Saturday, 9 February 2013

Soundtrack Review: Nobody Walks by Fall On Your Sword (Lakeshore Records 2012)

Led by Will Bates and Philip Mossman, FALL ON YOUR SWORD is an electronic band making a name for themselves through their scores for independent films. NOBODY WALKS is one of their most recent albums, accompanying the dramatic American independent film of the same name directed by Russo-Young. The film premiered at the Sundance Film Festival in 2012, and due to its limited release not many have seen it - including myself. Therefore I will be approaching this soundtrack by FALL ON YOUR SWORD as a collection of music without any specific context. Does it hold up? Let’s see...

The initial assumption is that an indie score by an indie band such as this will blend a modern musical sensibility with a risqué stable of unusual styles to achieve a mood which is feel-good with a constant reminder of its disturbing dramatic centre. As it happens, this is essentially what you’ll find in NOBODY WALKS.

The “Opening Titles” (2) track introduces the main theme of the score with a upbeat, modern style. A style which doesn’t appeal to me, but the three note theme itself is scrumptiously delicate. And somewhat catchy. Following this piece in absolute contrast, “Kolt” (3) builds an eerie ambience of hollow dread, a gentle hint of piano keeping us centered. Piano-based track “The Family” (4) takes the simple and repetitive melody of the main theme and explores it in a beautifully lurid approach worthy of Clint Mansell.

“Gallery Drive” (5) brings us back to the up-beat and feel-good. Beautiful layers and textures are ever present, managing to be both spacious and intimate. The end of the track dissolves smoothly into Kolt’s mellow theme. The off-kilter notes in “Guilt” (6) are strikingly effective at arousing a sense of unease, especially as the beat builds in magnitude. Even without knowing the context of this track in the film, it actively tugs at the emotion of the listener. The chirping of crickets keeps the beat in “Voyeur” (7), a hollow-centered, dream-like piece that sounds like it would suit a retro science fiction film.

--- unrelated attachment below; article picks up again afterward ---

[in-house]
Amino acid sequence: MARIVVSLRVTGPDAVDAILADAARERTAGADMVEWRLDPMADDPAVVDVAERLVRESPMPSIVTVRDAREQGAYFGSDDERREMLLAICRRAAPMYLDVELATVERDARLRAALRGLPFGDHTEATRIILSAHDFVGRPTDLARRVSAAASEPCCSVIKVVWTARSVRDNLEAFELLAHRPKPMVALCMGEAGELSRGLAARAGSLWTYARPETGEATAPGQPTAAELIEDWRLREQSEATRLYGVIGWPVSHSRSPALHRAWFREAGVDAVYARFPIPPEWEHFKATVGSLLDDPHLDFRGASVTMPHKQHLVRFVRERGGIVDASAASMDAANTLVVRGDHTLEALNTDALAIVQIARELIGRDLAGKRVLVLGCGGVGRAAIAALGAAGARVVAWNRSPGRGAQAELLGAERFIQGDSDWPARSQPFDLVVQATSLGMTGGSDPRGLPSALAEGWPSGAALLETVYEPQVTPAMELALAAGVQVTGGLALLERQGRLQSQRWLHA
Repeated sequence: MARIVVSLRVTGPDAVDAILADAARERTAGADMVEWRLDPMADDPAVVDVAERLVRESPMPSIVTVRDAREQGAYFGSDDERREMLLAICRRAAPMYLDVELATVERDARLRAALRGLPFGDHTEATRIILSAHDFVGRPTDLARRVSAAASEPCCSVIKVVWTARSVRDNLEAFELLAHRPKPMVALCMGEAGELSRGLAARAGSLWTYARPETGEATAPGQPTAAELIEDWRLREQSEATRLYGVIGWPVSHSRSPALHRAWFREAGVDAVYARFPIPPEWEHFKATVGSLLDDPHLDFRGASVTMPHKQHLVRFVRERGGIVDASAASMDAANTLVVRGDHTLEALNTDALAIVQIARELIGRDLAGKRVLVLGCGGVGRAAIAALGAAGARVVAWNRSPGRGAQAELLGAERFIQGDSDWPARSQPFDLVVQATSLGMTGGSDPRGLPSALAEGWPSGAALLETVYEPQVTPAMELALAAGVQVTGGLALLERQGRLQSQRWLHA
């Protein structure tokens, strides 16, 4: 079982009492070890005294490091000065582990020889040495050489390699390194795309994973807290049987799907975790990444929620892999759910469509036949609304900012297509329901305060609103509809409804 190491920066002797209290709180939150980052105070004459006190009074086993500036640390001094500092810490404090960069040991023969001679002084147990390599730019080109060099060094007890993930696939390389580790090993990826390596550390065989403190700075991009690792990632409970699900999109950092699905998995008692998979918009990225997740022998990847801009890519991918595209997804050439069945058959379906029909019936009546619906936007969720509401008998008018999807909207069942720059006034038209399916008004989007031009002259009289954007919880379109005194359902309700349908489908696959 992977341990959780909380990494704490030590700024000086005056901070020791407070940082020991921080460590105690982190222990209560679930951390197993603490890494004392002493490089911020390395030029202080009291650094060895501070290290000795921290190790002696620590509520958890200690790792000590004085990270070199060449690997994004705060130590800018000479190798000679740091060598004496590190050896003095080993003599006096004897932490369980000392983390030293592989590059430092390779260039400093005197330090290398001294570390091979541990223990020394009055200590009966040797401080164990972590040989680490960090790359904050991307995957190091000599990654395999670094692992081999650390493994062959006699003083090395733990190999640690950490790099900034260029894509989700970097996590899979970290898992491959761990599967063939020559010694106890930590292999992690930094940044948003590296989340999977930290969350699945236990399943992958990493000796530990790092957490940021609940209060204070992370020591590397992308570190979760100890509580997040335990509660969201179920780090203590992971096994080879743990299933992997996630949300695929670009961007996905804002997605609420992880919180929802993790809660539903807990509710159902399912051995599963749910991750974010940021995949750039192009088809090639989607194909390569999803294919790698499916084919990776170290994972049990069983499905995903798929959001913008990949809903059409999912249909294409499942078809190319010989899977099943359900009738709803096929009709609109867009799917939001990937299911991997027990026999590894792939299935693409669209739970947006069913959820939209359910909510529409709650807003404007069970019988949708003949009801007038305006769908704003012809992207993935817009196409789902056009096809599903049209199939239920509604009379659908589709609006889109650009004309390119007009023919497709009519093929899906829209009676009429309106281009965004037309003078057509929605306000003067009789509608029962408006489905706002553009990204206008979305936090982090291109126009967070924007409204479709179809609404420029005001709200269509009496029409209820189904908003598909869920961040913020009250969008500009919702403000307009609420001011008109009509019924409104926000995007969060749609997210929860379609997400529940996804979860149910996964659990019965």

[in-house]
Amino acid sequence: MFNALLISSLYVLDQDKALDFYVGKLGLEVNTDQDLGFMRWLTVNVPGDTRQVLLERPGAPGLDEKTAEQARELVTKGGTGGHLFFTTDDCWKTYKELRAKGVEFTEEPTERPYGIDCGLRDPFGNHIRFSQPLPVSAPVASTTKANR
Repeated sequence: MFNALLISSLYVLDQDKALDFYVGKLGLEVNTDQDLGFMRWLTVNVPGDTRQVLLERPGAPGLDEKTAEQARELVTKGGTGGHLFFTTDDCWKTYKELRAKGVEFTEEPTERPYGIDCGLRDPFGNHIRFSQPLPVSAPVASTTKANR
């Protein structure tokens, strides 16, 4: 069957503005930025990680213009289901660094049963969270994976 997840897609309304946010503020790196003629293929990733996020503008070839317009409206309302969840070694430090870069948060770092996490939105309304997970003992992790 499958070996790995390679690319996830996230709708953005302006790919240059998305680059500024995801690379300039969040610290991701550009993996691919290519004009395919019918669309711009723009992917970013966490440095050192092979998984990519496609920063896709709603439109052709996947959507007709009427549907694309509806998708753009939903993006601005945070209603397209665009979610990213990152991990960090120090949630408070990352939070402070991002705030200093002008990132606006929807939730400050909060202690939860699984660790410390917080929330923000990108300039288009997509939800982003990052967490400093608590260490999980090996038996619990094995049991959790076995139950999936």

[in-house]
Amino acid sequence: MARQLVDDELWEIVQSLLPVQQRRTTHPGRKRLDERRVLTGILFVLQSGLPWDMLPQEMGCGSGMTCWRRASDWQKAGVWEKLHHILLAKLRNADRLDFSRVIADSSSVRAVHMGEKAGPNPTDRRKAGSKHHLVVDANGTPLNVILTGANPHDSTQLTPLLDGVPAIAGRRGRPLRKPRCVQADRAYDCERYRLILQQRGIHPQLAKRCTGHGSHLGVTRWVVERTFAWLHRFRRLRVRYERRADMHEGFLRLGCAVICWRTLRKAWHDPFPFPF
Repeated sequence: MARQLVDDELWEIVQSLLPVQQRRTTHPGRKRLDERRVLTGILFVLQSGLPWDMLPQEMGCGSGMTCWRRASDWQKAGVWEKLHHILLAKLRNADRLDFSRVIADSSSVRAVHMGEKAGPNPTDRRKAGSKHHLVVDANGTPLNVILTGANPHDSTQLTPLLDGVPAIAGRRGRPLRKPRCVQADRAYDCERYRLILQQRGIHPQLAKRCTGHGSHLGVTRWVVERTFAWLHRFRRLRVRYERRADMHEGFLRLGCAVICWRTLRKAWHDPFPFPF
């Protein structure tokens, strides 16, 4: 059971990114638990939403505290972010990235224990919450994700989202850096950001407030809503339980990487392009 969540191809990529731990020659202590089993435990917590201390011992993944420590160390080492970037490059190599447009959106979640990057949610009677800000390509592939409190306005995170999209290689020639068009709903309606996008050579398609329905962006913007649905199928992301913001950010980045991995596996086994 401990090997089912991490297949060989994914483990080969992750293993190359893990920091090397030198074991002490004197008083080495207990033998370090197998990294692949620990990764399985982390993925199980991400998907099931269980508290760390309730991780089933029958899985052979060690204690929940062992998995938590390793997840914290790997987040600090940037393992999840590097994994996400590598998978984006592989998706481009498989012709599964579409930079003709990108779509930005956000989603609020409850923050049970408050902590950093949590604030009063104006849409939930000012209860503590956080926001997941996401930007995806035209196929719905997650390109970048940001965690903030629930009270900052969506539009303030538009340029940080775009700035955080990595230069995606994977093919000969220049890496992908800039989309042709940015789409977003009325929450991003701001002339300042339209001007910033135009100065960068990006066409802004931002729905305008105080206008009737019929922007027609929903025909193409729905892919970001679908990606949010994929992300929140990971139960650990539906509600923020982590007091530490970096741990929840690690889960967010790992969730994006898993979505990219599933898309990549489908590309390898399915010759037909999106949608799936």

Diving back into the upbeat, “The Dinner” (8) uses a unique combination of strings and electronic tones to achieve a sound which I found jarring at first, but as the track evolves I relaxed into the beauty of the piece. I had a similar experience with a lot of this score: feeling stressed on first encountering a new piece, but enjoying it thoroughly once I learned to relax into it. You have to go with the flow to properly appreciate this soundtrack - there’s nothing big and bold to drag an uninvolved listener through the album.

The final few tracks of the album are undoubtedly my favourite, starting with “Kolt’s Poem” (12), in which the hi-hat rhythm is a very welcome addition to the continuing ensemble of electronic effects. The main theme returns in all its delicate beauty in “Leaving Town” (13). As the track builds we hear some of the most exquisitely emotive strings on the album, forsaking the pop of “Opening Titles” (2) for a more classical style. Finally, “Kolt’s Reprise” (14) also uses powerful strings in accompaniment with ambient electronic textures and a sporadic drum beat for a heartbreaking rendition of the album’s sombre secondary theme. Its a perfectly mellow note to end on.

Though there’s nothing truly amazing here, it’s hard not to like this album by FALL ON YOUR SWORD. They’ve jam-packed the soundtrack’s short runtime (38:51) with creativity and confidence. NOBODY WALKS’ repetitive chord progressions prove effective at mixing a beautiful and intimate collection of unique sounds. I did not find being unacquainted with the context of the film to be distracting; the rhythmic and often simple nature of the score lends itself to the individual interpretations of the listener. I was impressed and rather entertained by this superbly crafted score, and I believe that any listener will hear something worth appreciating.


Click here to jump over to the full review at Tracksounds, including track ratings.